What keeps you up at night? Experts share their worst food safety nightmares

Top 5 food safety nightmares for food safety types:

1. Risk management and culture of food safety in small manufacturers

2. Supply chain management and gaps

3. New/upcoming regulations such as GFSI audits and FSMA

4. Physical plant security (and bioterrorism risk)

5. There was only four, but who does a top 4 list?

Food Safety Tech asked members of its advisory board what kept them awake at night, food–safety-wise.

David Acheson, MD, Leavitt Partners, has seen and dealt with all sorts of public health disasters related to food safety during his time at the U.S. Food and Drug administration. But his concern is not just those big disasters, but the lack of adequate controls and understanding of all the risks, especially among the smaller players.

“It’s not the big guys that worry me at night, but the medium guys, who don’t understand all the risks,” says Dr. Acheson, and he attributes this to ignorance rather than malignance.

While big growers and food manufacturers face trouble, they are able to confine it to one part of the company and have the resources—technical, people and money—to tackle those risks and manage them.

Small players need to mobilize resources as an industry to come together and address food safety concerns. For instance the pistachio industry, which suffered a Salmonella outbreak a few years ago, was hit with decreased sales. While the problem in one facility didn’t cause anyone to get sick, it created a widespread perception that pistachios will be tainted with Salmonella, so people stopped buying. But the whole industry—characterized by small suppliers—wanted to raise the bar and by being proactive about food safety, changed that trend.

In smaller companies, the culture of food safety and the perspective of the CEO have a great role to play. Is the culture to be reactive or preventive?

Acheson refers to instances when food safety managers have struggled to get traction with leadership when it comes to paying more attention to food safety initiatives: “Excuses for not doing something proactive can be ‘We have been doing it this way for years and never had any problems; or never had to face an FDA inspection, recalls etc.’”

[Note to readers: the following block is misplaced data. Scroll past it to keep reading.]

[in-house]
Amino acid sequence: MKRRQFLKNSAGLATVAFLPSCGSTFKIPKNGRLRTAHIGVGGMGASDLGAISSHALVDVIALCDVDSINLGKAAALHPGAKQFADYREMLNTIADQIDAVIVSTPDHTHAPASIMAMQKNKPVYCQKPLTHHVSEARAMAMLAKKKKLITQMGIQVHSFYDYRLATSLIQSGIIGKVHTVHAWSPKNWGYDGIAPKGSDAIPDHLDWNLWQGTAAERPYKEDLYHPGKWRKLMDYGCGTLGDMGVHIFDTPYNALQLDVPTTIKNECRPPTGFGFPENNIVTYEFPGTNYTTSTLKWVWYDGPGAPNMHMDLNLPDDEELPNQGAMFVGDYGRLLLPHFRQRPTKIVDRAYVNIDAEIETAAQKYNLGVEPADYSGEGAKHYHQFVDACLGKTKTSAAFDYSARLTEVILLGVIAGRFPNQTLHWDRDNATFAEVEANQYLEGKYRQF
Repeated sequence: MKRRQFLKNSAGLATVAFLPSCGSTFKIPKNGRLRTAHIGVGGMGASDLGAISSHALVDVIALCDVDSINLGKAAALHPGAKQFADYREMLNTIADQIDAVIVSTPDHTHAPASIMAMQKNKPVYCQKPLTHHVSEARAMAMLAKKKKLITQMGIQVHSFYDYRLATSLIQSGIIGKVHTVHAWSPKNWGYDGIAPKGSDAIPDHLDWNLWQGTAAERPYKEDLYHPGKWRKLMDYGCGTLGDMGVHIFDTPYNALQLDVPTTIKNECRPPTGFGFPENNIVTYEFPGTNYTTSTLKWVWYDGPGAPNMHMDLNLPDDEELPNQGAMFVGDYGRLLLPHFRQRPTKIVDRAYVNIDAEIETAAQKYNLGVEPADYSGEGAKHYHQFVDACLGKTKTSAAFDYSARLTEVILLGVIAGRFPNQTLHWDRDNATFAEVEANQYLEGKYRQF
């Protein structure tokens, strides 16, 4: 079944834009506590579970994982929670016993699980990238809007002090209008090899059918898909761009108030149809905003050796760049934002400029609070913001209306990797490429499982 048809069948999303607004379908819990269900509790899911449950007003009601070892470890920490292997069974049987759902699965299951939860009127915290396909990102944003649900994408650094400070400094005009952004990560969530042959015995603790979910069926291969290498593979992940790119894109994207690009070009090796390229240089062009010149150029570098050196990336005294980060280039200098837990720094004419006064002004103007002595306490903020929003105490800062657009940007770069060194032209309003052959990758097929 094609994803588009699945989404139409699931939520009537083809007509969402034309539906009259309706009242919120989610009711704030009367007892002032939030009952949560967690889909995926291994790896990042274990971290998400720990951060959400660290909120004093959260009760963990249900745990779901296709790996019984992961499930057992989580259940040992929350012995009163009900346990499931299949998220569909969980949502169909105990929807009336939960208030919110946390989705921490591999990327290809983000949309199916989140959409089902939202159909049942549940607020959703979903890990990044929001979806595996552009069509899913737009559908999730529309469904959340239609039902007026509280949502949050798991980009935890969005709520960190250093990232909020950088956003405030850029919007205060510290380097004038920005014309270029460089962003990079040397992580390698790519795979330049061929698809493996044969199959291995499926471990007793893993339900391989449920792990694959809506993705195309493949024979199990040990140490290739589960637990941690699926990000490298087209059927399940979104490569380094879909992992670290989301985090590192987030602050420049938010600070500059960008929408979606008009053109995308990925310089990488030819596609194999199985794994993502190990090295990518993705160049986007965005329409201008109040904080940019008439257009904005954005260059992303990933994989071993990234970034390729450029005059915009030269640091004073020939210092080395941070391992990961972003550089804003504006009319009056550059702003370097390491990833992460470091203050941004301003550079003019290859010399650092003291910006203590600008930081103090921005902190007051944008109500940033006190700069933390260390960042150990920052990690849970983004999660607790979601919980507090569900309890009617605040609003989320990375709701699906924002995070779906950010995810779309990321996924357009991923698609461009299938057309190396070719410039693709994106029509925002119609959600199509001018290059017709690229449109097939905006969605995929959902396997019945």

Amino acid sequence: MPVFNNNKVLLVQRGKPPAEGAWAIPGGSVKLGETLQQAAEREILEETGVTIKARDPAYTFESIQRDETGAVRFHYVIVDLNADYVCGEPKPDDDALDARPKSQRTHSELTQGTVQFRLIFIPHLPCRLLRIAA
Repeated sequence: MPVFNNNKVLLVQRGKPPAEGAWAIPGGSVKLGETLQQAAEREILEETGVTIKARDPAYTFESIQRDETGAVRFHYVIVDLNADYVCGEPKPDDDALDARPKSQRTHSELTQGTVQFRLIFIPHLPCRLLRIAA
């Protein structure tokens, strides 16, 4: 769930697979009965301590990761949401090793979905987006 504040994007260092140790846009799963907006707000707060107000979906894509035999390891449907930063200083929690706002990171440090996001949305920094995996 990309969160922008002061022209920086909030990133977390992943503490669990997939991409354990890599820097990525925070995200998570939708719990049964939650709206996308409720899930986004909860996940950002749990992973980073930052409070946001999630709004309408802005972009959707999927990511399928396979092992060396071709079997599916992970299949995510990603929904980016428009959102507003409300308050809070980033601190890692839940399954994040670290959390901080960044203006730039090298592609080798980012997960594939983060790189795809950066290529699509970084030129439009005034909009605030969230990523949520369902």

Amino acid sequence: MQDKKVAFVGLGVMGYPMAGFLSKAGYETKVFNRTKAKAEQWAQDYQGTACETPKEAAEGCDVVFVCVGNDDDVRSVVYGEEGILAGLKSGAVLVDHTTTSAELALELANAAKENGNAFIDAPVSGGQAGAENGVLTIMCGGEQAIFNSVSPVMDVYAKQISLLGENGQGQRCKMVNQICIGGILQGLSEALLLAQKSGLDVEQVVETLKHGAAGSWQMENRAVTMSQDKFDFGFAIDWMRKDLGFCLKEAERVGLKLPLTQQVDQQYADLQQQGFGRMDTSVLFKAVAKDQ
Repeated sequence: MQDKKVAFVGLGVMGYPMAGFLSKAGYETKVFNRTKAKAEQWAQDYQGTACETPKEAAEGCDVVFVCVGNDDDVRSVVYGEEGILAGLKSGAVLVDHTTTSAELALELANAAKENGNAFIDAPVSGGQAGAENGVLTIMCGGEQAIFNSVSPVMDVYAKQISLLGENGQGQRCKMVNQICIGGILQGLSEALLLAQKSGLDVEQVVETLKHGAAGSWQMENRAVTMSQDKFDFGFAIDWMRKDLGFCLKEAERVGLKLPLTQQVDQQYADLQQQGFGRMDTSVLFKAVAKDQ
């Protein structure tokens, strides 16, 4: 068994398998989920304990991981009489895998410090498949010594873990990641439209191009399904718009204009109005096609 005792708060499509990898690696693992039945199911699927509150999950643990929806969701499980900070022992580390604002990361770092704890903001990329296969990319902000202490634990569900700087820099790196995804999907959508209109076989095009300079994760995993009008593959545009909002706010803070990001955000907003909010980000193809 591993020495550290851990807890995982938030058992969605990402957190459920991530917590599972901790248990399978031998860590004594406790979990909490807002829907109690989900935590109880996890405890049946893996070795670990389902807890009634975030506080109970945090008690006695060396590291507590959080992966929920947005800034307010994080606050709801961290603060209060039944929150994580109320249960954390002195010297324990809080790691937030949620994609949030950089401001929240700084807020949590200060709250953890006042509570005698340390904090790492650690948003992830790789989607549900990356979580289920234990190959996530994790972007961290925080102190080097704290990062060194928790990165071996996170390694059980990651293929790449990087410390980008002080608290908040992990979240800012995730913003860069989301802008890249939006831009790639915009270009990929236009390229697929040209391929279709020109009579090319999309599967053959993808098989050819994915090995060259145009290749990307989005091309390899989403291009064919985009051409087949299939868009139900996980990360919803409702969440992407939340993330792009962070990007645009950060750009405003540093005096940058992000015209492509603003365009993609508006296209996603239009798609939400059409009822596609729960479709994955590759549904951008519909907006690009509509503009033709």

Donald W. Schaffner at Rutgers University, recently returned from a training session with New Jersey farmers interested in entering the food business.

Probably because of the state of the economy, when companies downsize, or when people consider a change in career, many of them seem to think it can’t be too hard to get into food business.

“Take the instance of Whole Foods Market; they are trying to do the right thing by sourcing locally etc, which inherently means that they are buying from smaller entrepreneurs. And in most cases, such small farmers don’t have food safety systems in place,” points out Schaffner, who also serves as the Director of the Center for Advanced Food Technology.
Schaffner wants to see industry and regulators focusing on what can be done to support the mom-and-pop, smaller farmers and entrepreneurs to put in place safety systems.

Larry Epling, Divisional QA/Food Safety Manager – FPP at Perdue Farms, Inc. said that companies need to expand the scope beyond that of GFSI audits.

“Most of the companies now require GFSI audits. In some cases, we may have the audits in place, but this may not help address a scenario in which the supplier has switched ingredients, because something is cheaper and more easily available. Since it’s the same ingredient, it’s not a labeling issue, but it can still result in compromising the quality of the product, or worse, include hidden allergens that you were unaware of.”

Epling feels while the GFSI audits and requirements are good, the presence of multiple standard-setting organizations (such as SQF Institute and others), all of which mandate different processes and audits, can confuse the industry. He feels that as an industry, there is the need to better understand major suppliers, and not solely rely on third party audits.